When is it time to have the discussion about whether or not your loved one should drive alone anymore? Driving has likely been a huge part of their adulthood, a symbol of their independence. Giving up driving abilities is a sensitive issue, so we at CareYaya put together a post about how to carefully address this topic.

Here are some challenges associated with the relationship between dementia and driving:

For starters, driving is a public safety matter that concerns more than your loved one. That alone adds weight to the conversation. Secondly, the self-rating of one’s driving ability is not accurate. We tend to overestimate our driving abilities, especially if we want to be able to keep our driving privileges. People with dementia might not recognize the changes in their driving abilities, so we have to rely on the family or caregiver’s rating as an accurate predictor of medical fitness. This can be a difficult factor for your loved one because it may feel unfair to them.

Below are some signs that you should start a conversation with your loved one about their driving:

  1. Your loved one has a history of accidents/crashes/fender benders.
  2. They need reminders on how to get to familiar places.
  3. They make poor decisions in traffic, driving at an inappropriate speed for road conditions.
  4. They confuse the brake and gas pedals.
  5. They fail to observe traffic signs.

People with dementia face both cognitive and physical implications as their condition progresses. Overall, their ability to recognize, process, understand, and recall information declines over time. This translates over into driving when they cannot react quickly, remember how to operate their own vehicle, or recall directions. Physically, they may have a decreased range of motion, less balance and neck flexibility, and hearing loss. These combined factors may prevent them from being cautious and competent drivers.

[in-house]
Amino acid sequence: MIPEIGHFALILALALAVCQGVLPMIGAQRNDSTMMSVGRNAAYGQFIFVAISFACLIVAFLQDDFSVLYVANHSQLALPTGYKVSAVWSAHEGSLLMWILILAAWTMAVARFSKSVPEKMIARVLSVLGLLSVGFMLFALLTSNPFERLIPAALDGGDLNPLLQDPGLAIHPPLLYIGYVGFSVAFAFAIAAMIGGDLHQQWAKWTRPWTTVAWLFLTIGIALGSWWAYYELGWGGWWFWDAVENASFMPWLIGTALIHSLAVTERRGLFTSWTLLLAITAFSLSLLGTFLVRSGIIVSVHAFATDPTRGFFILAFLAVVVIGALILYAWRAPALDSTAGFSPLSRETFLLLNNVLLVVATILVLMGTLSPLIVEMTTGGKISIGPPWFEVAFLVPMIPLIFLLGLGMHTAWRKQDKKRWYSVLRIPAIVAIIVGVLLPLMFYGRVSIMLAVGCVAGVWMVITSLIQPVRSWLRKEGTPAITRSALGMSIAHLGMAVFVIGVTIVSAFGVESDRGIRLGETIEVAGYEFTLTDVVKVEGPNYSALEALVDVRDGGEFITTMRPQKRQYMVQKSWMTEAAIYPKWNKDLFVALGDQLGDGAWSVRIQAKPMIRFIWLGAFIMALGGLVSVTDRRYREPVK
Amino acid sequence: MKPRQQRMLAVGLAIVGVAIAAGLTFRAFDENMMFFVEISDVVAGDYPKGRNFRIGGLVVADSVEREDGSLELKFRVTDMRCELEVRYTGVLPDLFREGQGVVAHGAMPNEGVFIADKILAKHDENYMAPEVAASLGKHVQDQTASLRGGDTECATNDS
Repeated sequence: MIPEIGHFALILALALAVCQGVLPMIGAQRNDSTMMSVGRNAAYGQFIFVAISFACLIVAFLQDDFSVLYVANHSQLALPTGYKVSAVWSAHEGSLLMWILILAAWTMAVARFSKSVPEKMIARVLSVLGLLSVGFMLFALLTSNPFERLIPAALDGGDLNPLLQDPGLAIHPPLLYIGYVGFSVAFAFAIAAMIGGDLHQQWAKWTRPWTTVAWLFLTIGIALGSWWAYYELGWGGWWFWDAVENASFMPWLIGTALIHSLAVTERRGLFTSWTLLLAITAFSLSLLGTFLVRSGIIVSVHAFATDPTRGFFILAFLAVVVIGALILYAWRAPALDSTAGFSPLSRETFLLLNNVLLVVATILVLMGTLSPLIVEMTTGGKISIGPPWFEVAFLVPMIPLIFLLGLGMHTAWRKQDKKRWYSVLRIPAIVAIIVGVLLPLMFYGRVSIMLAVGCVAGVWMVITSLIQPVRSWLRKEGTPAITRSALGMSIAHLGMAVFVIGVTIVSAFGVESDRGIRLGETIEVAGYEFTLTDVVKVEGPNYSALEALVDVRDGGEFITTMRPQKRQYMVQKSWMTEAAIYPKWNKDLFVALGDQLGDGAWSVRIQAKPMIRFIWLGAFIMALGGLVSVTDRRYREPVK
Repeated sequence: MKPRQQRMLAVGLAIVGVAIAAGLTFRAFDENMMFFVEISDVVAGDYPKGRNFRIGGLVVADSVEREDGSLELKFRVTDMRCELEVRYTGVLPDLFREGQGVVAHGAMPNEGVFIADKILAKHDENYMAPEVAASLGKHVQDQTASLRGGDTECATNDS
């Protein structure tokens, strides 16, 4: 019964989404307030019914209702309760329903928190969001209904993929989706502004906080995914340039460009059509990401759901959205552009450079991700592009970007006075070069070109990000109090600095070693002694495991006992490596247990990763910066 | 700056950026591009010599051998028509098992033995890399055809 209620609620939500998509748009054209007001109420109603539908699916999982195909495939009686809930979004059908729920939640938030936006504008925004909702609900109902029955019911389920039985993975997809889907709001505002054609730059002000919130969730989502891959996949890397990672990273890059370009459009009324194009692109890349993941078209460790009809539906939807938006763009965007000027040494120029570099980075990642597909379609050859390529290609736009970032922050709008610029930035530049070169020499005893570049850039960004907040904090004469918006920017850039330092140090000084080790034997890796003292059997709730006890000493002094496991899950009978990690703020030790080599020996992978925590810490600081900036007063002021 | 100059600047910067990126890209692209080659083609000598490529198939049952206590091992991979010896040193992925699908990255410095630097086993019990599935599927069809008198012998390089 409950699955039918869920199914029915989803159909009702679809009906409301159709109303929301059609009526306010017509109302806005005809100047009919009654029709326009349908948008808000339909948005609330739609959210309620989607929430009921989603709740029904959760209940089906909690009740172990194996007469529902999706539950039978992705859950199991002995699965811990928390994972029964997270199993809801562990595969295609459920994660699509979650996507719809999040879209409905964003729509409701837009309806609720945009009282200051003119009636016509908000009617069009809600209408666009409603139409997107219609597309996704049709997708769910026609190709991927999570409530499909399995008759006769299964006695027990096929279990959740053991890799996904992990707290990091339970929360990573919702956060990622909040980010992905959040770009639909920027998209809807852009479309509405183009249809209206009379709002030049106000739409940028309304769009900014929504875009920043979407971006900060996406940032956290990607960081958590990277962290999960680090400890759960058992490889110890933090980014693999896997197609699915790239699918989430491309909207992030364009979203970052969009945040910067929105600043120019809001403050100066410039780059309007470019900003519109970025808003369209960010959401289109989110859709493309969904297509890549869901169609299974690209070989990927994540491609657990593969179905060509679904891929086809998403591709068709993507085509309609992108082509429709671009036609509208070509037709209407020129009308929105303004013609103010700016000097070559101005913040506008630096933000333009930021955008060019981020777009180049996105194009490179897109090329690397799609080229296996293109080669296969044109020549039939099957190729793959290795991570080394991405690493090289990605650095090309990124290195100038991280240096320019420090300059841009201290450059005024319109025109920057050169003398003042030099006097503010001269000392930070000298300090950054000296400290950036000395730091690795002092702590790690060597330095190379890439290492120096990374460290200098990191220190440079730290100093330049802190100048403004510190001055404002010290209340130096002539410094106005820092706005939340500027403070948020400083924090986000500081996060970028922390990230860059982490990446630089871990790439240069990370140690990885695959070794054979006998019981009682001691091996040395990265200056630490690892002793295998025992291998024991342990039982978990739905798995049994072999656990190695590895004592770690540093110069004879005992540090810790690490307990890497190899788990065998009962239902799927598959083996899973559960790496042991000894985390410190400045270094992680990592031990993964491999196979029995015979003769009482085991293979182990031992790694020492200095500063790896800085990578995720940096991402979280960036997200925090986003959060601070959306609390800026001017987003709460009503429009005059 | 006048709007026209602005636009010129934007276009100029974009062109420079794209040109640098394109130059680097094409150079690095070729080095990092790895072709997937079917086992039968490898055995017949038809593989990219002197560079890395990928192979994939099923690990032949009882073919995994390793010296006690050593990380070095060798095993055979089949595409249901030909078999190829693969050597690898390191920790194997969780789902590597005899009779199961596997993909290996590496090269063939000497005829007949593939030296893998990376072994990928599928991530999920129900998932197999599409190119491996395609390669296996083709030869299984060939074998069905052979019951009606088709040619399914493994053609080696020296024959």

So how do you bring this up? Our advice is to start the conversation early. Understand that there will be multiple conversations about this, and some will go more smoothly than others. Discuss the specific symptoms we mentioned above, matter-of-factly, so it does not come off as a personal attack on their driving abilities. Emphasize that their well-being is the top priority.

Prepare for the possibility that some conversations will not go well. In these situations, as always, do your best to demonstrate understanding and empathy. It can feel belittling, almost degrading, to have your driving privileges stripped from you after decades of being an independent adult.

In the case that your loved one can no longer drive at all, arrange for alternative transportation with family members and friends. Here are some sites that offer these services:

ridesinsight.org

Center for Volunteer Caregiving

AARP Mobility Resources